Best Practices: Applying The Seven Deadly Sins To Successful Gamification

Published on February 23, 2011 by R "Ray" Wang

The Seven Deadly Sins Draws On The Dark Arts

Conversations with game designers and gamification experts over the past month highlight how important design should appeal to the human spirit.  Intrigue, reward, status, community, and challenge drive 5 key areas of engagement.  However, some of the masters of gamfication have revealed some dark arts that touch on connecting with human psychology to engage (see Figure 1).  One approach is applying the seven deadly sins.  Strategies on adopting the seven sins can be summarized as:

Figure 1.  Applying The Seven Deadly Sins To Gamification

  1. Lust appeals to lack of self control and attraction. Engage the user through intrigue.  Find what attracts the user through incentives.
  2. Gluttony refers to excess, over-consumption, and over-indulgence. Focus on the desire to accumulate, acquire, and contribute.
  3. Greed calls on the desire for power, status, and wealth. Use non monetary incentives such as immediate recognition to drive engagement.  Provide scarcity in rewards.
  4. Sloth attracts laziness, indifference, and complacency. Keep designing the system to be uber convenient for the user.  Privacy falls aside when convenience wins out.
  5. Wrath calls out anger, impatience, revenge, and rage. Draw on the desire for immediacy.  Reward for rapidity.
  6. Envy fuels a need to desire what others have. Highlight the success of others.  Improve transparency on the spoils and rewards.
  7. Pride draws out vanity and narcissism. Foster healthy competition.  Incentivize the pursuit of excellence.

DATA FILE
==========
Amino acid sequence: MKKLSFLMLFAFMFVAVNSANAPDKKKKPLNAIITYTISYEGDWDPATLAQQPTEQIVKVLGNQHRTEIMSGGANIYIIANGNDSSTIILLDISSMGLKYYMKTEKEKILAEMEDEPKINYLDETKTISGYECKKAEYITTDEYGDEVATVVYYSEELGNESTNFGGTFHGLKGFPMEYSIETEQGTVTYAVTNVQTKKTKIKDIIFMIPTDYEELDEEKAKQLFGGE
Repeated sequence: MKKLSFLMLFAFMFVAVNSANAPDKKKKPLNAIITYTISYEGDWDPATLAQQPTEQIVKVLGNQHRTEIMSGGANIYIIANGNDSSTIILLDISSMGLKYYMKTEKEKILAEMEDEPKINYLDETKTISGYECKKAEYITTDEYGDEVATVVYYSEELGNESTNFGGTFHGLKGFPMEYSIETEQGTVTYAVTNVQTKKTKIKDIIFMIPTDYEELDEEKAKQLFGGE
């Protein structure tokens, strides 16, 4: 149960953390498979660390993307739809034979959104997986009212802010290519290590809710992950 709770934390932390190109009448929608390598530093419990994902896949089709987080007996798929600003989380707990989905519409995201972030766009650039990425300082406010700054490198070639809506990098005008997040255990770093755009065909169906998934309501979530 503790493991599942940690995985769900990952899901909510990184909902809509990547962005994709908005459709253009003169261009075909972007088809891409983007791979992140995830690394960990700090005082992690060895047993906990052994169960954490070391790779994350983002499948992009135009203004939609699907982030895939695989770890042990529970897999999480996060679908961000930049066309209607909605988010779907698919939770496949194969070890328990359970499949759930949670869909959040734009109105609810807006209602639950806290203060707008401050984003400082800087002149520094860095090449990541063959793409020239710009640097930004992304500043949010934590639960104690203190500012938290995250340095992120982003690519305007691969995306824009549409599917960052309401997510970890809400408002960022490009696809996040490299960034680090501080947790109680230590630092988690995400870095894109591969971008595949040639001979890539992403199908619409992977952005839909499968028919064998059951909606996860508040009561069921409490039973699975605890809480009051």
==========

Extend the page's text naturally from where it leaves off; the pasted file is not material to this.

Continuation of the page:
The Bottom Line:  Reward Alignment Of The Seven Deadly Sins With Non Monetary Incentives

A study of best practices show a number of non-monetary incentives that can drive success (see Figure 2).  Three key non-monetary areas include:

  1. Level 1: Recognition. This first level focuses on highlighting success and engaging novices.  The key themes drive personal brand recognition.
  2. Level 2: Access. This second level builds demand for association and attracts intermediate users. Non monetary incentives create value and scarcity around access to resources, people, and tools for improvement.
  3. Level 3: Impact. This third level appeal to power users and advanced users.  At this level, bragging rights and incentives align with impact to the organization.

Figure 2.  Non Monetary Gamification Incentives

Your POV.

Designing your gamification models?  Have you tried applying the seven sins?  Have you tested out the 3B’s (i.e. Badgeville, Bigdoor, and Bunchball?  Ready to here how you can apply the white arts of the 7 Virtues to work?  Add your comments to the blog or send us a comment at r (at) softwareinsider (dot) org or info (at) ConstellationRG (dot) com.

Related Resources

20110120 Trends: 5 Engagement Factors For Gamification And The Enterprise

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Copyright © 2011 R Wang and Insider Associates, LLC All rights reserved.

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